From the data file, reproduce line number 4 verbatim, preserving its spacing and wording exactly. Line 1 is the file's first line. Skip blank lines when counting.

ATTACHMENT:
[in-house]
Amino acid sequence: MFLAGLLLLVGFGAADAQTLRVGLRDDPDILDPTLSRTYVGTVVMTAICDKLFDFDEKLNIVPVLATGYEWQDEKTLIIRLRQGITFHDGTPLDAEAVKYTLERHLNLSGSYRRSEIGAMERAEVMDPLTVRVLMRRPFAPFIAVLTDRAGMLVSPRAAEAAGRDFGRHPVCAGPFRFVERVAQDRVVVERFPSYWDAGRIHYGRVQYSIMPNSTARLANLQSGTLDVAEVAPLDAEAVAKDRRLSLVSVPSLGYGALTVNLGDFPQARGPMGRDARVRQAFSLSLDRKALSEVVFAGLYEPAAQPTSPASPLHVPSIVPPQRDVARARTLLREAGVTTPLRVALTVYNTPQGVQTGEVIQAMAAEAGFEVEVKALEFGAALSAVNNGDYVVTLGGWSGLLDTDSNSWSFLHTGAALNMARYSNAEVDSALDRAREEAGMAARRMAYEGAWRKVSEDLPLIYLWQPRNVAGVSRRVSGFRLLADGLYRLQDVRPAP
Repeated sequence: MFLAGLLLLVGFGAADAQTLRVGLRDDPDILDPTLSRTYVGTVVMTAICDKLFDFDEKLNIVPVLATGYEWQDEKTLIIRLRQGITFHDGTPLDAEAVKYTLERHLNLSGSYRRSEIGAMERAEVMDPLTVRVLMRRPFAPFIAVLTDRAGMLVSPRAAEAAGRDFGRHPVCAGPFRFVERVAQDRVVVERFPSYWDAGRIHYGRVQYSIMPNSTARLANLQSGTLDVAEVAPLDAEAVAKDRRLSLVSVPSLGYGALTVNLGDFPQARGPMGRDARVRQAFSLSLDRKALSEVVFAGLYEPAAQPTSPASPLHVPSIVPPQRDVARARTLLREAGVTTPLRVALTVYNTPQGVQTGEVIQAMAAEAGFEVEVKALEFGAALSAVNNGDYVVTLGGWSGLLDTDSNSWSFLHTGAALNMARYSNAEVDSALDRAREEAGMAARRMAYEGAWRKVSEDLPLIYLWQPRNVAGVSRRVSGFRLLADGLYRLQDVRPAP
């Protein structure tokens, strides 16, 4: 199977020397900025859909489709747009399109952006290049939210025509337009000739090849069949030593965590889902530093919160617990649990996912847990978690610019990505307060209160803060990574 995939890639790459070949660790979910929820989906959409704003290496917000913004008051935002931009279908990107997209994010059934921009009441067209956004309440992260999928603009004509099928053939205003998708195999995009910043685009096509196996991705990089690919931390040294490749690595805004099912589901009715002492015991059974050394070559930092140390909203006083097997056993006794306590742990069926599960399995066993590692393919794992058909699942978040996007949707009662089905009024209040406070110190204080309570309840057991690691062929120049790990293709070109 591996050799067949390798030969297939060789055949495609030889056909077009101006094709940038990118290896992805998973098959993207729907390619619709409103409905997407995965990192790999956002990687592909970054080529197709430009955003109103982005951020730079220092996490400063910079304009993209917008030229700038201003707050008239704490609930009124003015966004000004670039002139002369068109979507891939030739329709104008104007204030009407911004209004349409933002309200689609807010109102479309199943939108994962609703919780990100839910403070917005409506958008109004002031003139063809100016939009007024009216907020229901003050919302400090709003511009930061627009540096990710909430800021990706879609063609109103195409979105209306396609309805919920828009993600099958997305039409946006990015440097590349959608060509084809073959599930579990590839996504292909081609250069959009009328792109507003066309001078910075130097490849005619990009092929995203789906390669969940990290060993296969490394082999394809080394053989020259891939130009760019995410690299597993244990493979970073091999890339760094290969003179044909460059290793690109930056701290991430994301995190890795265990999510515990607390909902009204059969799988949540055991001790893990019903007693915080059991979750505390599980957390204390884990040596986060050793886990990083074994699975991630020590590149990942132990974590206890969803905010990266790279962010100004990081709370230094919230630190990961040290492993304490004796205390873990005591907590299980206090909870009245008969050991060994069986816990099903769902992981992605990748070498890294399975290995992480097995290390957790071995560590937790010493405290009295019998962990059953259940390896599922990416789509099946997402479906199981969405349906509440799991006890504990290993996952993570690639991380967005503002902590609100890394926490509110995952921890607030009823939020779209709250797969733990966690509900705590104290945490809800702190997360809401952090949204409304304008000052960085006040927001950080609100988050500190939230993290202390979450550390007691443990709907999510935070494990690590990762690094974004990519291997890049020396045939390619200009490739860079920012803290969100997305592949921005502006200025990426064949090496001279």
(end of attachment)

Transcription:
């Protein structure tokens, strides 16, 4: 199977020397900025859909489709747009399109952006290049939210025509337009000739090849069949030593965590889902530093919160617990649990996912847990978690610019990505307060209160803060990574 995939890639790459070949660790979910929820989906959409704003290496917000913004008051935002931009279908990107997209994010059934921009009441067209956004309440992260999928603009004509099928053939205003998708195999995009910043685009096509196996991705990089690919931390040294490749690595805004099912589901009715002492015991059974050394070559930092140390909203006083097997056993006794306590742990069926599960399995066993590692393919794992058909699942978040996007949707009662089905009024209040406070110190204080309570309840057991690691062929120049790990293709070109 591996050799067949390798030969297939060789055949495609030889056909077009101006094709940038990118290896992805998973098959993207729907390619619709409103409905997407995965990192790999956002990687592909970054080529197709430009955003109103982005951020730079220092996490400063910079304009993209917008030229700038201003707050008239704490609930009124003015966004000004670039002139002369068109979507891939030739329709104008104007204030009407911004209004349409933002309200689609807010109102479309199943939108994962609703919780990100839910403070917005409506958008109004002031003139063809100016939009007024009216907020229901003050919302400090709003511009930061627009540096990710909430800021990706879609063609109103195409979105209306396609309805919920828009993600099958997305039409946006990015440097590349959608060509084809073959599930579990590839996504292909081609250069959009009328792109507003066309001078910075130097490849005619990009092929995203789906390669969940990290060993296969490394082999394809080394053989020259891939130009760019995410690299597993244990493979970073091999890339760094290969003179044909460059290793690109930056701290991430994301995190890795265990999510515990607390909902009204059969799988949540055991001790893990019903007693915080059991979750505390599980957390204390884990040596986060050793886990990083074994699975991630020590590149990942132990974590206890969803905010990266790279962010100004990081709370230094919230630190990961040290492993304490004796205390873990005591907590299980206090909870009245008969050991060994069986816990099903769902992981992605990748070498890294399975290995992480097995290390957790071995560590937790010493405290009295019998962990059953259940390896599922990416789509099946997402479906199981969405349906509440799991006890504990290993996952993570690639991380967005503002902590609100890394926490509110995952921890607030009823939020779209709250797969733990966690509900705590104290945490809800702190997360809401952090949204409304304008000052960085006040927001950080609100988050500190939230993290202390979450550390007691443990709907999510935070494990690590990762690094974004990519291997890049020396045939390619200009490739860079920012803290969100997305592949921005502006200025990426064949090496001279």